| Jodi Long|
| January 7, 1954 (age 62) (1954-01-07) Manhattan, New York|
State University of New York at Purchase
Lawrence K. Long, Kimiye Long
Sullivan & Son, RoboCop 3, Beginners, The Hot Chick, All‑American Girl
Steve Byrne, Fred Dekker, Mike Mills, Tom Brady, Rowdy Herrington
Jodi Long Wikipedia
Jodi Long (born January 7, 1954) is an American actress of Asian descent.
Long was born as Jodi Leung in Manhattan and raised in Queens, New York. Her parents are Kimiye "Trudy" (née Tsunemitsu), a showgirl performer of Japanese-American descent, and Lawrence K. Long (né Leung), of Cantonese-Scottish background who immigrated to the United States from Australia and had a career as a tap-dancer vaudevillian and later as a PGA golf professional.
Long graduated from New York's High School of Performing Arts.
Long earned a BFA from the acting conservatory at Purchase College.
Long had roles in many feature films including Patty Hearst, RoboCop 3, Striking Distance and The Hot Chick. On television she appeared as a regular on such series as Cafe Americain, All-American Girl and Miss Match, all of which were short-lived. She played a therapist in Desperate Housewives and as "power lesbian" Patty in Sex and the City.
Part way through the colour music video clip of the 1986 song "Bizarre Love Triangle" by the English rock band New Order, Long makes a cameo appearance arguing with E. Max Frye about reincarnation. As the main part of the song and video in colour momentarily stops and cuts into a black and white (monochrome) scene, the music also pauses as Long gasps and strenuously proclaims "I don't believe in reincarnation, because I refuse to come back as a bug or as a rabbit!" to which Frye casually replies, "You know, you're a real UP person". The video immediately reverts back to full colour mode and the music and original video content continues on.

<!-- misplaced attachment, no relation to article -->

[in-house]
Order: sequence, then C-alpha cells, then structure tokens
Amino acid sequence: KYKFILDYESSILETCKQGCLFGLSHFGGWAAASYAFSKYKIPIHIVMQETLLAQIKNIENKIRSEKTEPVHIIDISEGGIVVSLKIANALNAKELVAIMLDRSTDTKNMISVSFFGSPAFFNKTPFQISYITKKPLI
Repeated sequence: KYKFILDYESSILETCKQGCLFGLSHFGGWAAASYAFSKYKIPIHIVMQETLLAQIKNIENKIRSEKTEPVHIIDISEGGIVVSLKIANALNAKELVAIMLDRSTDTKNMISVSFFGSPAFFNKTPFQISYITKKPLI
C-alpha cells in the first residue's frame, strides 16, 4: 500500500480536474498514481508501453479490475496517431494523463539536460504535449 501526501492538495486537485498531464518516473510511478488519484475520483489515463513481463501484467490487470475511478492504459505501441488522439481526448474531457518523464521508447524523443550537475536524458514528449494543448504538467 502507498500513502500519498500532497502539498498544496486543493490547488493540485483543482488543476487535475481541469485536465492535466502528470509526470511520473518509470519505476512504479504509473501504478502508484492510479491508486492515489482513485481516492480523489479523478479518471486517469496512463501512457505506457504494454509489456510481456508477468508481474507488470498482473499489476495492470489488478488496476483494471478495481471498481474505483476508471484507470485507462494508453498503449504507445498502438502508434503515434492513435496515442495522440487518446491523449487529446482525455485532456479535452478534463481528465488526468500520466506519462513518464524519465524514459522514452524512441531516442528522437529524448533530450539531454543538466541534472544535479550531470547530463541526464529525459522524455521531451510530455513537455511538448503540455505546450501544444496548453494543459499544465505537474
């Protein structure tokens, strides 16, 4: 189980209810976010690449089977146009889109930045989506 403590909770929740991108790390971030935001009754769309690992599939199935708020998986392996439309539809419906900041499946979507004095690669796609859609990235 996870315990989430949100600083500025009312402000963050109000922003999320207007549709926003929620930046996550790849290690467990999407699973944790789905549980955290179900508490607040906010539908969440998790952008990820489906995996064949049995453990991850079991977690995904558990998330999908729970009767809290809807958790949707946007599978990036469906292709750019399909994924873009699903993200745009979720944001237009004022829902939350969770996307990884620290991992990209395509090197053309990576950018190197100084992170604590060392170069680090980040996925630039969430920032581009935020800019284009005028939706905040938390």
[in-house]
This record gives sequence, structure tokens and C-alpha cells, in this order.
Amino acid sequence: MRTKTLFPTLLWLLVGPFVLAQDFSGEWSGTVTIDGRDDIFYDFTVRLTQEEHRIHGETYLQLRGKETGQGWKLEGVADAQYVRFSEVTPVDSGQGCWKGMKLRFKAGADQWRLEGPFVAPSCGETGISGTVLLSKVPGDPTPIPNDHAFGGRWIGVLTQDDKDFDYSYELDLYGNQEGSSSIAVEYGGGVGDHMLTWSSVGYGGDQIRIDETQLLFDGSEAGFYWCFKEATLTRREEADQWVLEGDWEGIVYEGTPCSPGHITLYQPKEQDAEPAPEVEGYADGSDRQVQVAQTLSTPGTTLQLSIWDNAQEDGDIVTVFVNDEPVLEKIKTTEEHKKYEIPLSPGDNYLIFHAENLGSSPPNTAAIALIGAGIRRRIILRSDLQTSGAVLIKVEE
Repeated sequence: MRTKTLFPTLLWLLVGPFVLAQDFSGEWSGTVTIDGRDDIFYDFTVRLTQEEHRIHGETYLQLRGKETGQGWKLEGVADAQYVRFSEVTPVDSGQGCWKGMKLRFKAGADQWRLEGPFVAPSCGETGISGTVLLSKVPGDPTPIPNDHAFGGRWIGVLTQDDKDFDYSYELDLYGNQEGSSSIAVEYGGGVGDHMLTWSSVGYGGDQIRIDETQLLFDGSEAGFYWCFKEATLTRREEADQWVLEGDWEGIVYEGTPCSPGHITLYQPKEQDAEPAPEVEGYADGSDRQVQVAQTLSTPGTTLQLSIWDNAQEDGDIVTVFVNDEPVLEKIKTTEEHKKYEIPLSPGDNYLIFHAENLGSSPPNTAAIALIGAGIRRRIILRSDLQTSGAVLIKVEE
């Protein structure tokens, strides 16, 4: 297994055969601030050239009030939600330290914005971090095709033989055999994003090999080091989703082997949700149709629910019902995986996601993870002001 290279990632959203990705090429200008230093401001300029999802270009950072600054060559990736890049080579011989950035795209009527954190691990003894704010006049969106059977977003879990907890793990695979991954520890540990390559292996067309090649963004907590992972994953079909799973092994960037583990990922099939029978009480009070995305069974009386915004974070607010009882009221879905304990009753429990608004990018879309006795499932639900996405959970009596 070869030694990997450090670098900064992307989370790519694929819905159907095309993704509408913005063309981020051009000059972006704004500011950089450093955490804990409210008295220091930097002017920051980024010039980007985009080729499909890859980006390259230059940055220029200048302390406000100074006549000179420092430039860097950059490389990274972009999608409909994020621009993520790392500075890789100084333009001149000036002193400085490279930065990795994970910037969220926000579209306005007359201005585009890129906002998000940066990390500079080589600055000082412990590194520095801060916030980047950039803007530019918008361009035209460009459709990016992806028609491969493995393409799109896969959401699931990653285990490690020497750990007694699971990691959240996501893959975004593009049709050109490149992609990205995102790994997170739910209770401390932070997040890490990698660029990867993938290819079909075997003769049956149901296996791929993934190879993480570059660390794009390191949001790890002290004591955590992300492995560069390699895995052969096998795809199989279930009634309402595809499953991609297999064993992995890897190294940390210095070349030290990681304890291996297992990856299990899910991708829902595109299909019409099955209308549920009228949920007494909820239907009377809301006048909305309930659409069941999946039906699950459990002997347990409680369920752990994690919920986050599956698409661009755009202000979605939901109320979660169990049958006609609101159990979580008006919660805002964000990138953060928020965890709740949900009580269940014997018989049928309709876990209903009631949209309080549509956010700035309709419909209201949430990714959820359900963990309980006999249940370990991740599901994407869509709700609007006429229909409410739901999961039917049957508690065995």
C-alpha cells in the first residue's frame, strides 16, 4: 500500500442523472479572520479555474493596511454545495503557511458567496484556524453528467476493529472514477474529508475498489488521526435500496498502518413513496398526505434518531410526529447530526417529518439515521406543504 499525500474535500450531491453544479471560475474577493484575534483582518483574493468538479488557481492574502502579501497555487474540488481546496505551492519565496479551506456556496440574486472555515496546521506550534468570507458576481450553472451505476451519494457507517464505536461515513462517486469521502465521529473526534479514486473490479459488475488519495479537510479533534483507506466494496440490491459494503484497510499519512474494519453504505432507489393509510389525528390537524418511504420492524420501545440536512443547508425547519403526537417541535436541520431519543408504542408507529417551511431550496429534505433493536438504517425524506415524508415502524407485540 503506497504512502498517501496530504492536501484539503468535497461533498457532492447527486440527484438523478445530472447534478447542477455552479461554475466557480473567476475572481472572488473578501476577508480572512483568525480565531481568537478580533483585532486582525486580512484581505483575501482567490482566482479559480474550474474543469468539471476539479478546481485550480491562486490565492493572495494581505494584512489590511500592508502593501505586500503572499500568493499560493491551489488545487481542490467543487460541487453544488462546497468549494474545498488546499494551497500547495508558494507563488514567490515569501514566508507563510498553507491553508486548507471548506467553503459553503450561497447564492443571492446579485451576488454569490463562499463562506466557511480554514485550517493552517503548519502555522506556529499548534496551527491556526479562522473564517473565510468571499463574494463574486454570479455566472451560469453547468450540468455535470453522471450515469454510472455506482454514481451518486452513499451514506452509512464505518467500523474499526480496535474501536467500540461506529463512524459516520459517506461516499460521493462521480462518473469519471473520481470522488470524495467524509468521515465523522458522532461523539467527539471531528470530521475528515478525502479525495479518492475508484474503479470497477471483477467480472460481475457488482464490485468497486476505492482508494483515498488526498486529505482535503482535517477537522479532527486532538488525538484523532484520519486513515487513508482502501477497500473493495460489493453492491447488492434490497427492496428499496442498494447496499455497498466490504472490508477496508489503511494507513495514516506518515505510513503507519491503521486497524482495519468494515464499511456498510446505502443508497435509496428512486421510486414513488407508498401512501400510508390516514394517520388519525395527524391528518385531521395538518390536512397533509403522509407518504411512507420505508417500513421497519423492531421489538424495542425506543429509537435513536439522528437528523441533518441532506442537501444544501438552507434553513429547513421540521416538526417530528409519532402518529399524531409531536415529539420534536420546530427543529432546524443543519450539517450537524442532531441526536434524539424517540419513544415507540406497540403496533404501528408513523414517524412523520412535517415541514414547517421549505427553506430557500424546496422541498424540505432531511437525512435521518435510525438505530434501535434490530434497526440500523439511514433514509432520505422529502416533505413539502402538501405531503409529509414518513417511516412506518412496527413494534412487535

On stage she appeared in the 2002 Broadway revival of Flower Drum Song, winning an Ovation Award for her performance during the Los Angeles tryout. Her parents, both of whom were vaudeville-style performers, appeared on The Ed Sullivan Show on May 7, 1950 as the singing, dancing, comedy act, Larry and Trudie Leung. They were the subjects of a documentary film, Long Story Short, which was directed by Christine Choy, an Academy Award-nominated director and written by Long. The documentary won the 2008 Los Angeles Asian Pacific Film Festival's Grand Jury's Honorable Mention for a Documentary Award as well as the Audience Award. She was recently starring as Korean American mother Ok Cha in Sullivan & Son which was cancelled on November 20, 2014 by TBS.